Tom has always known exactly the person he is going to be. A successful footballer. A man others look up to. Now, though, the bright future he imagined for himself is threatened.
The Premier League academy of his boyhood has let him go. At nineteen, Tom finds himself playing for a tiny club in a town he has never heard of. But as he navigates his isolation and his desperate need for recognition, a sudden and thrilling encounter offers him the promise of an escape, and Tom is forced to question whether he can reconcile his supressed desires with his dreams of success.
Leah, the captain’s wife, has almost forgotten the dreams she once held, for her career, her marriage. Moving again, as her husband is transferred from club to club, she is lost, disillusioned with where life has taken her.
A Natural delves into the heart of a professional football club: the pressure, the loneliness, the threat of scandal, the fragility of the body and the struggle, on and off the pitch, with conforming to the person that everybody else expects you to be.
Granta Best Young British Novelist and Sunday Times Young Writer of the Year
Mick Little used to be a shipbuilder on the Glasgow yards. But as they closed one after another down the river, the search for work took him and his beloved wife, Cathy, to Australia, and back again, struggling for a living, longing for home.
With devastating vision, Ross Raisin brings to life the story of an ordinary man caught in the outer reaches of modern existence, suffering the loss of a great love. Waterline paints a captivating portrait of the alienation of lives lived quietly all around us, and of one man s existence dissolved through grief, and the long journey home."
'There are rare novels that embed themselves in your sensibility so profoundly you can imagine conversations arising between characters that never occurred on the page . . . A work of grace: a human being rendered by a triumph of ventriloquism and empathy' Alan Warner, Guardian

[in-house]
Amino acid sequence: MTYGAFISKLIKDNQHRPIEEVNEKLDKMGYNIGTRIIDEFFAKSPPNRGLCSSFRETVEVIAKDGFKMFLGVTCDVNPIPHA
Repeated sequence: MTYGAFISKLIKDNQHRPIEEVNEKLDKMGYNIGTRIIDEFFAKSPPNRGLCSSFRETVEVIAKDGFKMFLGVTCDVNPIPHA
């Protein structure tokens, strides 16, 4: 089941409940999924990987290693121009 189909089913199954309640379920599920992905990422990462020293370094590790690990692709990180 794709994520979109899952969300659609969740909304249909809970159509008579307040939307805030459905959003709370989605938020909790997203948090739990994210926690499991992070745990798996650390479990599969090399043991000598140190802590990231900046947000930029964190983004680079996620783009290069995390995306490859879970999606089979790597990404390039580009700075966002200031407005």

'Spectacular' Time Out
'A poignant, shocking, wry, shaming, yet profoundly generous, and cunningly crafted classic ... If you're looking for the definitive novel for our times, this is the strongest candidate I've read for ages' Scotsman
'Raisin is a novelist of terrific ability and great verve' Philip Hensher, Sunday Telegraph
Granta Best Young British Novelist and Sunday Times Young Writer of the Year, Shortlisted for NINE literary awards
'Ross Raisin's story of how a disturbed but basically well-intentioned rural youngster turns into a malevolent sociopath is both chilling in its effect and convincing in its execution' J. M. Coetzee
'Utterly frightening and electrifying' Joshua Ferris
'Astonishing, funny, unsettling ... An unforgettable creation [whose] literary forebears include Huckleberry Finn, Holden Caulfield and Alex from A Clockwork Orange' The Times
'Remarkable, compelling, very funny and very disturbing . . . like no other character in contemporary fiction' Sunday Times
In God's Own Country, one of the most celebrated debut novels of recent years, Ross Raisin tells the story of solitary young farmer, Sam Marsdyke, and his extraordinary battle with the world.
Expelled from school and cut off from the town, mistrusted by his parents and avoided by city incomers, Marsdyke is a loner until he meets rebellious new neighbour Josephine. But what begins as a friendship and leads to thoughts of escape across the moors turns to something much, much darker with every step.
'Powerful, engrossing, extraordinary, sinister, comic. A masterful debut' Observer
Ross Raisin was born in 1979 in West Yorkshire. His first novel, God's Own Country, was published in 2008 and was shortlisted for nine literary awards, including the Guardian First Book Award and the John Llewellyn Rhys Prize. In 2009 Ross Raisin was named the Sunday Times Young Writer of the Year. In 2013 he was selected as one of Granta's Best of Young British writers. He lives in London.